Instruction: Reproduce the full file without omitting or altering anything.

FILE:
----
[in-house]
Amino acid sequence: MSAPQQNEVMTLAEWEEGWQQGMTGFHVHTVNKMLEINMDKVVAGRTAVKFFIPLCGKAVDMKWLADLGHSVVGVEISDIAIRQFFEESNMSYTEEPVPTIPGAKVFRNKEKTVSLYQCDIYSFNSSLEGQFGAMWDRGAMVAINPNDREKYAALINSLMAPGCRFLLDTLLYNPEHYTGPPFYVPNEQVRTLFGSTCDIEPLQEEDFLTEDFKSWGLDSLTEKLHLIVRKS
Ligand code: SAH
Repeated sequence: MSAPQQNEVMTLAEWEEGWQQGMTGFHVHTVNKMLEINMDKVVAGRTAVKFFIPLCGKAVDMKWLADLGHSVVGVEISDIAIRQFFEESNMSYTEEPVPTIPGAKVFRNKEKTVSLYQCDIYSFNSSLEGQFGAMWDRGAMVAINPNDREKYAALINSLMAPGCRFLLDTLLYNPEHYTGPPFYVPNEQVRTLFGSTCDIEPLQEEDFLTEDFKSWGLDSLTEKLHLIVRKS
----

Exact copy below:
[in-house]
Amino acid sequence: MSAPQQNEVMTLAEWEEGWQQGMTGFHVHTVNKMLEINMDKVVAGRTAVKFFIPLCGKAVDMKWLADLGHSVVGVEISDIAIRQFFEESNMSYTEEPVPTIPGAKVFRNKEKTVSLYQCDIYSFNSSLEGQFGAMWDRGAMVAINPNDREKYAALINSLMAPGCRFLLDTLLYNPEHYTGPPFYVPNEQVRTLFGSTCDIEPLQEEDFLTEDFKSWGLDSLTEKLHLIVRKS
Ligand code: SAH
Repeated sequence: MSAPQQNEVMTLAEWEEGWQQGMTGFHVHTVNKMLEINMDKVVAGRTAVKFFIPLCGKAVDMKWLADLGHSVVGVEISDIAIRQFFEESNMSYTEEPVPTIPGAKVFRNKEKTVSLYQCDIYSFNSSLEGQFGAMWDRGAMVAINPNDREKYAALINSLMAPGCRFLLDTLLYNPEHYTGPPFYVPNEQVRTLFGSTCDIEPLQEEDFLTEDFKSWGLDSLTEKLHLIVRKS